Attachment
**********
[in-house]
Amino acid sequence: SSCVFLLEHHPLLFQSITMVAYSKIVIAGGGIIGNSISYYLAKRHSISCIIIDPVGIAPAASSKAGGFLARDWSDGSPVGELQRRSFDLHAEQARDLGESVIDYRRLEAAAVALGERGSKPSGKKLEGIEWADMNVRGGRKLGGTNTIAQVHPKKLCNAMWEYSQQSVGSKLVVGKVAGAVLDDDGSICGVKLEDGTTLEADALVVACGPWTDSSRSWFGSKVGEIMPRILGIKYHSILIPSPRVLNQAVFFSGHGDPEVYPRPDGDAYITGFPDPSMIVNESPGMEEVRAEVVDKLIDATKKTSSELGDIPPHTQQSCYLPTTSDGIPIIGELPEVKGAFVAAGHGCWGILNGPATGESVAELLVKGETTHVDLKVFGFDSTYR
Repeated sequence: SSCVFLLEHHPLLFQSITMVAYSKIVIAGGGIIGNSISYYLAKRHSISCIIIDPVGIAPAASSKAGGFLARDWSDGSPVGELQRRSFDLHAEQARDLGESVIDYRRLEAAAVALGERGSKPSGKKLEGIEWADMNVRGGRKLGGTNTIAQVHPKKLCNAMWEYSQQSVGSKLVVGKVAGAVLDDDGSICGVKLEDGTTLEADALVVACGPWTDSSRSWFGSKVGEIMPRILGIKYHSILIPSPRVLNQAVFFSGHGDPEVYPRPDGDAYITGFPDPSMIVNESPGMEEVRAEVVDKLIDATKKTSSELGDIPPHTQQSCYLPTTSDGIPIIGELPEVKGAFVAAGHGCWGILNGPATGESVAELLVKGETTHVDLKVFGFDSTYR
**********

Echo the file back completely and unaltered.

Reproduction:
[in-house]
Amino acid sequence: SSCVFLLEHHPLLFQSITMVAYSKIVIAGGGIIGNSISYYLAKRHSISCIIIDPVGIAPAASSKAGGFLARDWSDGSPVGELQRRSFDLHAEQARDLGESVIDYRRLEAAAVALGERGSKPSGKKLEGIEWADMNVRGGRKLGGTNTIAQVHPKKLCNAMWEYSQQSVGSKLVVGKVAGAVLDDDGSICGVKLEDGTTLEADALVVACGPWTDSSRSWFGSKVGEIMPRILGIKYHSILIPSPRVLNQAVFFSGHGDPEVYPRPDGDAYITGFPDPSMIVNESPGMEEVRAEVVDKLIDATKKTSSELGDIPPHTQQSCYLPTTSDGIPIIGELPEVKGAFVAAGHGCWGILNGPATGESVAELLVKGETTHVDLKVFGFDSTYR
Repeated sequence: SSCVFLLEHHPLLFQSITMVAYSKIVIAGGGIIGNSISYYLAKRHSISCIIIDPVGIAPAASSKAGGFLARDWSDGSPVGELQRRSFDLHAEQARDLGESVIDYRRLEAAAVALGERGSKPSGKKLEGIEWADMNVRGGRKLGGTNTIAQVHPKKLCNAMWEYSQQSVGSKLVVGKVAGAVLDDDGSICGVKLEDGTTLEADALVVACGPWTDSSRSWFGSKVGEIMPRILGIKYHSILIPSPRVLNQAVFFSGHGDPEVYPRPDGDAYITGFPDPSMIVNESPGMEEVRAEVVDKLIDATKKTSSELGDIPPHTQQSCYLPTTSDGIPIIGELPEVKGAFVAAGHGCWGILNGPATGESVAELLVKGETTHVDLKVFGFDSTYR